The Elements of C++ Style, first published in 2004, is for all C++ practitioners, especially for those working in teams where consistency is critical. Just as Strunk and White's The Elements of Style provides rules of usage for writing in the English language, this text furnishes a set of rules for writing in C++. The authors offer a collection of standards and guidelines for creating solid C++ code that will be easy to understand, enhance and maintain. The book provides conventions for: • formatting • naming • documentation • programming • and packaging for the latest ANSI standard of C++, and also includes discussion of advanced topics such as templates.
• Ideal for software developers working in teams • Provides style rules for writing C++ code • Same format as the immensely popular Elements of Java Style
1. General principles; 2. Formatting conventions; 3. Naming conventions; 4. Documentation conventions; 5. Programming principles; 6. Programming conventions; 7. Packaging conventions.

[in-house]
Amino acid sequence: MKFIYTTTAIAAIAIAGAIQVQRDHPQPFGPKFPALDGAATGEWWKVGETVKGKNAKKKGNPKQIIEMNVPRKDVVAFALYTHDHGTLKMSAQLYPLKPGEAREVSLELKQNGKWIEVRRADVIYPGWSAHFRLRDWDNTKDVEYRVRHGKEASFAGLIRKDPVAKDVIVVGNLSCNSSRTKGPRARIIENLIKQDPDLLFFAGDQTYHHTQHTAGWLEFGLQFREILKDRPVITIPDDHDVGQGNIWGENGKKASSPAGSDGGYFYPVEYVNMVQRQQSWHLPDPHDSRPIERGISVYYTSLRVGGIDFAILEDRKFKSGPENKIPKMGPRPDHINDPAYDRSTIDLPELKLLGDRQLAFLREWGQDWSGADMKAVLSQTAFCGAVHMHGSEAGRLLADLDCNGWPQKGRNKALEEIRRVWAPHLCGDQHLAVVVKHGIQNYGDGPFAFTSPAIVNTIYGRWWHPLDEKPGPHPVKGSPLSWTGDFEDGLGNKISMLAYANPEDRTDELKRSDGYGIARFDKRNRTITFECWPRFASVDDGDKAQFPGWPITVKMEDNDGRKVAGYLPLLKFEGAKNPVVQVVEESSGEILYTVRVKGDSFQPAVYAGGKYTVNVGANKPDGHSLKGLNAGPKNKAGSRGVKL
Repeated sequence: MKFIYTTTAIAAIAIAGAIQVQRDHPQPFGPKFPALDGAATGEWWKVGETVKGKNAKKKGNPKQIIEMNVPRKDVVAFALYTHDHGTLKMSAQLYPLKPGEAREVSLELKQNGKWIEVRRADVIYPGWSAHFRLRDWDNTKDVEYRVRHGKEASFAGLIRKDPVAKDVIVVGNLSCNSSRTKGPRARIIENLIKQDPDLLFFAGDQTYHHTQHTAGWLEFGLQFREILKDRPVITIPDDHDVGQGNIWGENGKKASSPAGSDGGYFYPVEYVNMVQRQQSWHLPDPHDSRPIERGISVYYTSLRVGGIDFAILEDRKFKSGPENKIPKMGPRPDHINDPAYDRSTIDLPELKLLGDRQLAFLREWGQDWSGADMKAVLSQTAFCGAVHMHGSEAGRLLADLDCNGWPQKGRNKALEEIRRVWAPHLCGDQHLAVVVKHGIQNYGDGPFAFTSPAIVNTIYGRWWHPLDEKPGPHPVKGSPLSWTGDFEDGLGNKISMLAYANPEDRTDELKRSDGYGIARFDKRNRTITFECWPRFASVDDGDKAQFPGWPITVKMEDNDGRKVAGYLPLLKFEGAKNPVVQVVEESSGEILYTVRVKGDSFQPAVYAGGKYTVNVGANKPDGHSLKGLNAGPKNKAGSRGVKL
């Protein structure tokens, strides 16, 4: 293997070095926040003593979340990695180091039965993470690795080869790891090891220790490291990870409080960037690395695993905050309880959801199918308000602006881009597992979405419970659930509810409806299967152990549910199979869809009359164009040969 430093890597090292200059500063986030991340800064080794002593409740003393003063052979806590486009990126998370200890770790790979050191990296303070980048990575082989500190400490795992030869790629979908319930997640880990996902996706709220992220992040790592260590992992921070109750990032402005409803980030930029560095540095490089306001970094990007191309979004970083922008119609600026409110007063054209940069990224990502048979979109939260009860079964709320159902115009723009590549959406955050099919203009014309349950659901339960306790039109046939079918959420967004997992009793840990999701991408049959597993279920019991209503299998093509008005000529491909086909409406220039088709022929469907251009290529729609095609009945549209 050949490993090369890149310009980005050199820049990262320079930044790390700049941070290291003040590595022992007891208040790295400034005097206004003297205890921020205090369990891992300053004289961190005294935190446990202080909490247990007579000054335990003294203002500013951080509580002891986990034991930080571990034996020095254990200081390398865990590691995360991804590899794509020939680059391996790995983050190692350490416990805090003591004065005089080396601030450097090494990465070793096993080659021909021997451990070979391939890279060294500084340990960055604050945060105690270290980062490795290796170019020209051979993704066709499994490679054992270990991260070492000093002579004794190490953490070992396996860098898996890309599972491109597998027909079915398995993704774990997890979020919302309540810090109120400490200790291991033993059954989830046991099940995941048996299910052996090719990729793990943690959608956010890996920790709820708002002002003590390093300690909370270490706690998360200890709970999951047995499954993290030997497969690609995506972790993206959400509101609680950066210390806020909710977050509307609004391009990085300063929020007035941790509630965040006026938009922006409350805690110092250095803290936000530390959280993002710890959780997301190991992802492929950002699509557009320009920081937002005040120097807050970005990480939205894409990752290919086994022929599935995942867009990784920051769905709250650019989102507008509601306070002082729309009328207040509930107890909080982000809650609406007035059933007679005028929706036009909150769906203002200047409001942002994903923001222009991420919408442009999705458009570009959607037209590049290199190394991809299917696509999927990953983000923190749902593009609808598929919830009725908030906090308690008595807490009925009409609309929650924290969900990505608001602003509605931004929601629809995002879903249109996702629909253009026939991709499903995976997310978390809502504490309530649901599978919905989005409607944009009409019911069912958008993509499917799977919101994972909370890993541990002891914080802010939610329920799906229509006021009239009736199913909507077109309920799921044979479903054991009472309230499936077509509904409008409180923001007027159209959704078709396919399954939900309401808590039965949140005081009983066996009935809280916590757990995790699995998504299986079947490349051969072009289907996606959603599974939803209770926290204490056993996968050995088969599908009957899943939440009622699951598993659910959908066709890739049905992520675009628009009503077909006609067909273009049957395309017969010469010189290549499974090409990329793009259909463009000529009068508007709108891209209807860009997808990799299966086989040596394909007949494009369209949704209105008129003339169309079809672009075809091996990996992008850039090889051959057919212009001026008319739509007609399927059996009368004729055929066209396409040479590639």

'The expansion of each entry is well done and from time to time extra bonus information nestles either in the main text or in a footnote … There are a few experts who would find nothing new in this book, but most of the rest of us would benefit from it … Buy a copy …' Francis Glassborow, CVu
'The Elements of Java Style is perfect in what it tries to achieve. Each rule is sensible, hardly any are debatable, and there is no excuse for ignoring any of them.' JavaZone Book of the Week
'If you teach C++, I recommend you mention this book to your students. If you manage a group of C++ programmers, you should acquire one or more copies of this book, and circulate them among your people. If you manage a technical library, you should add this book to it … contains a great deal of good advice … In summary, this will be a good addition to a C++ programmer's library.' Computing Reviews
'It offers 175 pithy C++ style tips, covering everything from naming conventions to thread safety. The book would be most useful for development teams that want to use it as a resource for creating their own style guides.' Computing Reviews